Self directed IRAs (SDIRA) have been around since the early 1970s. In spite of their history, they haven’t been all the rage until more recently thanks to media attention. The biggest press was on former Republican candidate Mitt Romney’s SDIRA. It shouldn’t be believed that only the most wealthy can use SDIRA as part of their total retirement financial and estate planning.
SDIRA give everyone more control and investment options vs. regular IRAs. This is due to the individual being able to control the investments instead of a brokerage firm or bank. More than just being in control of the IRA, the SDIRA permits a whole lot of investments options instead of just traded securities. Examples include real estate, private equities, precious metals, and much more.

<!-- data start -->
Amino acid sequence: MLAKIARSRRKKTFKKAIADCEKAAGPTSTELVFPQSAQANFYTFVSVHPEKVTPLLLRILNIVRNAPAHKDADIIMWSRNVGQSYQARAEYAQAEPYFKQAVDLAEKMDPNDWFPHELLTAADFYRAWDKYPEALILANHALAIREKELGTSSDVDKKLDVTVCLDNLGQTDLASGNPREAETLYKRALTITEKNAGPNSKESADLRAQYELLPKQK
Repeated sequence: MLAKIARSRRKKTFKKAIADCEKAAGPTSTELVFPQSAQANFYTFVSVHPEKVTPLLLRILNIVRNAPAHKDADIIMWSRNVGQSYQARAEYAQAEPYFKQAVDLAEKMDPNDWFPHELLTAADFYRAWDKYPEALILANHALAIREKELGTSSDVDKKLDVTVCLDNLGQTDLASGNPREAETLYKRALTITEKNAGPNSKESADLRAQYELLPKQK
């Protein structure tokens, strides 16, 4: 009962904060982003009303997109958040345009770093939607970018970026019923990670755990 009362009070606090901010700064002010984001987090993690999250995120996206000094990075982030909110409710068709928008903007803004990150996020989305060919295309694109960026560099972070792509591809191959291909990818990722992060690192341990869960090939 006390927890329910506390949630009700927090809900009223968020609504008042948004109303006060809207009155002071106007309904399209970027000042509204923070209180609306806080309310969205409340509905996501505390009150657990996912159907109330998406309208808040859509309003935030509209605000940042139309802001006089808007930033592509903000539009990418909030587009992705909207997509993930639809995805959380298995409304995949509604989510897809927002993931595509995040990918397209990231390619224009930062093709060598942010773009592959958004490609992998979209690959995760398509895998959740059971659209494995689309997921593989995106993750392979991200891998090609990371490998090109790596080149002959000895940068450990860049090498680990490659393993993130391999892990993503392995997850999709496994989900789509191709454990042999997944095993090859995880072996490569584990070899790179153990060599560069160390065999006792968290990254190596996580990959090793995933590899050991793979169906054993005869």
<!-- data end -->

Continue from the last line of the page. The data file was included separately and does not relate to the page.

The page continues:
Not all is rosy with SDIRA. The assumption is that the manager of the IRA, the individual investor him or herself, needs to have some experience in the investments they are managing. Too often a manager or adviser is hired to assist the individual on the investments. This is an added cost.
Further drawbacks on tax and legal regulations. Provisions against self-dealing and avoiding too much involvement in the operation of a business are just a couple of the potential pitfalls.
SDIRA can be a part of a person’s financial and estate planning but care should be taken before taking hold of the wheels of this type of IRA.